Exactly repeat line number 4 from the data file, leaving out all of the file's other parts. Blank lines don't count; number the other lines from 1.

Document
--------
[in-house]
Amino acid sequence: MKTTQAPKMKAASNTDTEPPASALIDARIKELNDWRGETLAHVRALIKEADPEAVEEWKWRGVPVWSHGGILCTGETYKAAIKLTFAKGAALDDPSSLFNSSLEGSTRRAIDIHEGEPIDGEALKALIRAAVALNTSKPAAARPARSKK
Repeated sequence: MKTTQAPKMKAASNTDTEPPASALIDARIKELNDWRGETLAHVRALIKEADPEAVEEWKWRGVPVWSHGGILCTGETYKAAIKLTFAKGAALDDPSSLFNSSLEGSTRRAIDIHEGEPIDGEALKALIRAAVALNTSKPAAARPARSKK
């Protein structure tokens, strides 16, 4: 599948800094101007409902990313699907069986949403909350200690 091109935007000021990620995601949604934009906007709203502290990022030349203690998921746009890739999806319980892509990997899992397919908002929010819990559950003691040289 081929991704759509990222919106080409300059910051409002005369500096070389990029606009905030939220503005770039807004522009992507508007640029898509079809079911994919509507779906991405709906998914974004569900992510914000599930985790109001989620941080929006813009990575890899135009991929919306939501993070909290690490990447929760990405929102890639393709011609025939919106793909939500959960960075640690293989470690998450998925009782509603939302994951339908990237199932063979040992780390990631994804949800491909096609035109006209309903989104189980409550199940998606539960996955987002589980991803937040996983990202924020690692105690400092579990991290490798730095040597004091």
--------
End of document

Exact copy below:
């Protein structure tokens, strides 16, 4: 599948800094101007409902990313699907069986949403909350200690 091109935007000021990620995601949604934009906007709203502290990022030349203690998921746009890739999806319980892509990997899992397919908002929010819990559950003691040289 081929991704759509990222919106080409300059910051409002005369500096070389990029606009905030939220503005770039807004522009992507508007640029898509079809079911994919509507779906991405709906998914974004569900992510914000599930985790109001989620941080929006813009990575890899135009991929919306939501993070909290690490990447929760990405929102890639393709011609025939919106793909939500959960960075640690293989470690998450998925009782509603939302994951339908990237199932063979040992780390990631994804949800491909096609035109006209309903989104189980409550199940998606539960996955987002589980991803937040996983990202924020690692105690400092579990991290490798730095040597004091």